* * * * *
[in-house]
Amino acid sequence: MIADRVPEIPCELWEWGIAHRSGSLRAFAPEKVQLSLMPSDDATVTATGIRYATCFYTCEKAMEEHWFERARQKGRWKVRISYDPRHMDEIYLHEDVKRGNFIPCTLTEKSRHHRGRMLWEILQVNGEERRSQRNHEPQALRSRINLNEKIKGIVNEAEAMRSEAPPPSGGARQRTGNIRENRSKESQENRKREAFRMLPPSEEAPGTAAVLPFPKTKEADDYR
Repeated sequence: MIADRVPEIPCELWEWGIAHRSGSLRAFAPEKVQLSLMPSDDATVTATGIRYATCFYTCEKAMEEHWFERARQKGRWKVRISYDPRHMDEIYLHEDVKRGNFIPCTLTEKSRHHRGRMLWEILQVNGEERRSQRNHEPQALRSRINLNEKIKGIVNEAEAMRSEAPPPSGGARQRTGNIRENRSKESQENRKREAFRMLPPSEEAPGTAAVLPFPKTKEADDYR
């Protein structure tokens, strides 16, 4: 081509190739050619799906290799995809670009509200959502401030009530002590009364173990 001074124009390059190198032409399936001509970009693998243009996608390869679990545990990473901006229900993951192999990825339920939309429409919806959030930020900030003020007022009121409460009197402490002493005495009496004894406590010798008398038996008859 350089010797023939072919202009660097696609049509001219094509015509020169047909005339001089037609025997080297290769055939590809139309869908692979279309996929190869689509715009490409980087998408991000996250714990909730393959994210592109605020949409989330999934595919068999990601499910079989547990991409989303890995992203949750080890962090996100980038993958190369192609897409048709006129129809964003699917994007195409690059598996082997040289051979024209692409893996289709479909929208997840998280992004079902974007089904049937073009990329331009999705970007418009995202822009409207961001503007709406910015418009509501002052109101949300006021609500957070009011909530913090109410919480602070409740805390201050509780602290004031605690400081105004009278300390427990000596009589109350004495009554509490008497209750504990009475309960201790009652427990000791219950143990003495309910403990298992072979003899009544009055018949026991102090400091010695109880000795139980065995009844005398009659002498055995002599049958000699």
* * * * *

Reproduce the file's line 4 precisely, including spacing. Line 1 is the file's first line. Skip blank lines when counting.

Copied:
């Protein structure tokens, strides 16, 4: 081509190739050619799906290799995809670009509200959502401030009530002590009364173990 001074124009390059190198032409399936001509970009693998243009996608390869679990545990990473901006229900993951192999990825339920939309429409919806959030930020900030003020007022009121409460009197402490002493005495009496004894406590010798008398038996008859 350089010797023939072919202009660097696609049509001219094509015509020169047909005339001089037609025997080297290769055939590809139309869908692979279309996929190869689509715009490409980087998408991000996250714990909730393959994210592109605020949409989330999934595919068999990601499910079989547990991409989303890995992203949750080890962090996100980038993958190369192609897409048709006129129809964003699917994007195409690059598996082997040289051979024209692409893996289709479909929208997840998280992004079902974007089904049937073009990329331009999705970007418009995202822009409207961001503007709406910015418009509501002052109101949300006021609500957070009011909530913090109410919480602070409740805390201050509780602290004031605690400081105004009278300390427990000596009589109350004495009554509490008497209750504990009475309960201790009652427990000791219950143990003495309910403990298992072979003899009544009055018949026991102090400091010695109880000795139980065995009844005398009659002498055995002599049958000699």